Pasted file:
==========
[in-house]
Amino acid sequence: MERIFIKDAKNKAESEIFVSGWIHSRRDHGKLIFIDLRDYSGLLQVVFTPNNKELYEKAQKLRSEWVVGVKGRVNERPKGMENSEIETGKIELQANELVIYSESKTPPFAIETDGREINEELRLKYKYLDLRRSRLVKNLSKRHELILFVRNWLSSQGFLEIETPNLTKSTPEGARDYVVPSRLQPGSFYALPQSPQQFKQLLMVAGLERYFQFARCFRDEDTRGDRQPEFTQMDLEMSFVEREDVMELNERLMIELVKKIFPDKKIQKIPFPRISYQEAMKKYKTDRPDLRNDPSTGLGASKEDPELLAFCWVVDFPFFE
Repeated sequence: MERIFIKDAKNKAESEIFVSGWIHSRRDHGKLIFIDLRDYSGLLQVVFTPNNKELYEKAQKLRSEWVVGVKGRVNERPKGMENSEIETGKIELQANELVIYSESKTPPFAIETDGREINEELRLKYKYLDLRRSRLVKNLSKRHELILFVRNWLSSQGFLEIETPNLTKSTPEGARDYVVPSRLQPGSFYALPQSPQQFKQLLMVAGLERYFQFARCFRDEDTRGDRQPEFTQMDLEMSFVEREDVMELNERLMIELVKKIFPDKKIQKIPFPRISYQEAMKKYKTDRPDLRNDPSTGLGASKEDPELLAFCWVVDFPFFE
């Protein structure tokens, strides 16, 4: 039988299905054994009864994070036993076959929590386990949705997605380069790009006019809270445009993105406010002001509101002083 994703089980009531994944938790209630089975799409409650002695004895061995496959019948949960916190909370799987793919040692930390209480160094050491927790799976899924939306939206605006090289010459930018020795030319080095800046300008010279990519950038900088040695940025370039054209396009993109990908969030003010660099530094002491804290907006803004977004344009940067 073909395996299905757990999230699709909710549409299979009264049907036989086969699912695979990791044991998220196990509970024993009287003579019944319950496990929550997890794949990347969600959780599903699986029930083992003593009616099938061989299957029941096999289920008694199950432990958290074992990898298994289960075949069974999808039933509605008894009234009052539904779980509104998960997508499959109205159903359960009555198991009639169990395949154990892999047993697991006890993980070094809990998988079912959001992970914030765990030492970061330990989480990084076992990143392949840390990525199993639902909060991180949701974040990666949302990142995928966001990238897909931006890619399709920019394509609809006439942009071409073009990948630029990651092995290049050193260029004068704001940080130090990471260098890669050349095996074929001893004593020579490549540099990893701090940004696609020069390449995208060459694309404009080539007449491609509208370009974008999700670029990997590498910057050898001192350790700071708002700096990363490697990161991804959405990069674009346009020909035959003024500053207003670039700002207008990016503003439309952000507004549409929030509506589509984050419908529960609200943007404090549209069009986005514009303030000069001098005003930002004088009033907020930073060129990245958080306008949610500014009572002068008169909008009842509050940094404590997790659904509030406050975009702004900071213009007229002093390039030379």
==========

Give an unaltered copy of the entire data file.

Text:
[in-house]
Amino acid sequence: MERIFIKDAKNKAESEIFVSGWIHSRRDHGKLIFIDLRDYSGLLQVVFTPNNKELYEKAQKLRSEWVVGVKGRVNERPKGMENSEIETGKIELQANELVIYSESKTPPFAIETDGREINEELRLKYKYLDLRRSRLVKNLSKRHELILFVRNWLSSQGFLEIETPNLTKSTPEGARDYVVPSRLQPGSFYALPQSPQQFKQLLMVAGLERYFQFARCFRDEDTRGDRQPEFTQMDLEMSFVEREDVMELNERLMIELVKKIFPDKKIQKIPFPRISYQEAMKKYKTDRPDLRNDPSTGLGASKEDPELLAFCWVVDFPFFE
Repeated sequence: MERIFIKDAKNKAESEIFVSGWIHSRRDHGKLIFIDLRDYSGLLQVVFTPNNKELYEKAQKLRSEWVVGVKGRVNERPKGMENSEIETGKIELQANELVIYSESKTPPFAIETDGREINEELRLKYKYLDLRRSRLVKNLSKRHELILFVRNWLSSQGFLEIETPNLTKSTPEGARDYVVPSRLQPGSFYALPQSPQQFKQLLMVAGLERYFQFARCFRDEDTRGDRQPEFTQMDLEMSFVEREDVMELNERLMIELVKKIFPDKKIQKIPFPRISYQEAMKKYKTDRPDLRNDPSTGLGASKEDPELLAFCWVVDFPFFE
């Protein structure tokens, strides 16, 4: 039988299905054994009864994070036993076959929590386990949705997605380069790009006019809270445009993105406010002001509101002083 994703089980009531994944938790209630089975799409409650002695004895061995496959019948949960916190909370799987793919040692930390209480160094050491927790799976899924939306939206605006090289010459930018020795030319080095800046300008010279990519950038900088040695940025370039054209396009993109990908969030003010660099530094002491804290907006803004977004344009940067 073909395996299905757990999230699709909710549409299979009264049907036989086969699912695979990791044991998220196990509970024993009287003579019944319950496990929550997890794949990347969600959780599903699986029930083992003593009616099938061989299957029941096999289920008694199950432990958290074992990898298994289960075949069974999808039933509605008894009234009052539904779980509104998960997508499959109205159903359960009555198991009639169990395949154990892999047993697991006890993980070094809990998988079912959001992970914030765990030492970061330990989480990084076992990143392949840390990525199993639902909060991180949701974040990666949302990142995928966001990238897909931006890619399709920019394509609809006439942009071409073009990948630029990651092995290049050193260029004068704001940080130090990471260098890669050349095996074929001893004593020579490549540099990893701090940004696609020069390449995208060459694309404009080539007449491609509208370009974008999700670029990997590498910057050898001192350790700071708002700096990363490697990161991804959405990069674009346009020909035959003024500053207003670039700002207008990016503003439309952000507004549409929030509506589509984050419908529960609200943007404090549209069009986005514009303030000069001098005003930002004088009033907020930073060129990245958080306008949610500014009572002068008169909008009842509050940094404590997790659904509030406050975009702004900071213009007229002093390039030379």